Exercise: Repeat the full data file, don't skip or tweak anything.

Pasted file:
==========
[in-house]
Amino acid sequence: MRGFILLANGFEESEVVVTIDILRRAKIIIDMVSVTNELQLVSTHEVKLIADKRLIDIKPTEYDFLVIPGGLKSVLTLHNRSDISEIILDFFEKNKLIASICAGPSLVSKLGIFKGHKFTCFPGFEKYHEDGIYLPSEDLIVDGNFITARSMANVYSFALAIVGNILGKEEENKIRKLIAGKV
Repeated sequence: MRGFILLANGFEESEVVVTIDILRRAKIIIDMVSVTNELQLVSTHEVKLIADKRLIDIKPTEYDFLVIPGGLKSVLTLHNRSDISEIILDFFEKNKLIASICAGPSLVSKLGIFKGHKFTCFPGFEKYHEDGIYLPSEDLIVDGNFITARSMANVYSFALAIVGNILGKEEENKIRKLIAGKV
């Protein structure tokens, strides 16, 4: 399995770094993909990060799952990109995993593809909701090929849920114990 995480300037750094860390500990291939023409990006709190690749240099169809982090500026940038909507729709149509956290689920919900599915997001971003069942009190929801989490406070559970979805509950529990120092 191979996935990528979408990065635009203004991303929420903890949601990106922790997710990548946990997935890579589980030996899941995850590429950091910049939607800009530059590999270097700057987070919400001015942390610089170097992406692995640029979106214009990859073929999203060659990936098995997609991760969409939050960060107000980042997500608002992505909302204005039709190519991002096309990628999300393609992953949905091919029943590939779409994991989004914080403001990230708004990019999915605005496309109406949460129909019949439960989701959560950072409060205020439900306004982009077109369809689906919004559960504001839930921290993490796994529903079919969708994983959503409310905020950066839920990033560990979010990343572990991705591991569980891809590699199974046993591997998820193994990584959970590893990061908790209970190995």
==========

[in-house]
Amino acid sequence: MRGFILLANGFEESEVVVTIDILRRAKIIIDMVSVTNELQLVSTHEVKLIADKRLIDIKPTEYDFLVIPGGLKSVLTLHNRSDISEIILDFFEKNKLIASICAGPSLVSKLGIFKGHKFTCFPGFEKYHEDGIYLPSEDLIVDGNFITARSMANVYSFALAIVGNILGKEEENKIRKLIAGKV
Repeated sequence: MRGFILLANGFEESEVVVTIDILRRAKIIIDMVSVTNELQLVSTHEVKLIADKRLIDIKPTEYDFLVIPGGLKSVLTLHNRSDISEIILDFFEKNKLIASICAGPSLVSKLGIFKGHKFTCFPGFEKYHEDGIYLPSEDLIVDGNFITARSMANVYSFALAIVGNILGKEEENKIRKLIAGKV
């Protein structure tokens, strides 16, 4: 399995770094993909990060799952990109995993593809909701090929849920114990 995480300037750094860390500990291939023409990006709190690749240099169809982090500026940038909507729709149509956290689920919900599915997001971003069942009190929801989490406070559970979805509950529990120092 191979996935990528979408990065635009203004991303929420903890949601990106922790997710990548946990997935890579589980030996899941995850590429950091910049939607800009530059590999270097700057987070919400001015942390610089170097992406692995640029979106214009990859073929999203060659990936098995997609991760969409939050960060107000980042997500608002992505909302204005039709190519991002096309990628999300393609992953949905091919029943590939779409994991989004914080403001990230708004990019999915605005496309109406949460129909019949439960989701959560950072409060205020439900306004982009077109369809689906919004559960504001839930921290993490796994529903079919969708994983959503409310905020950066839920990033560990979010990343572990991705591991569980891809590699199974046993591997998820193994990584959970590893990061908790209970190995």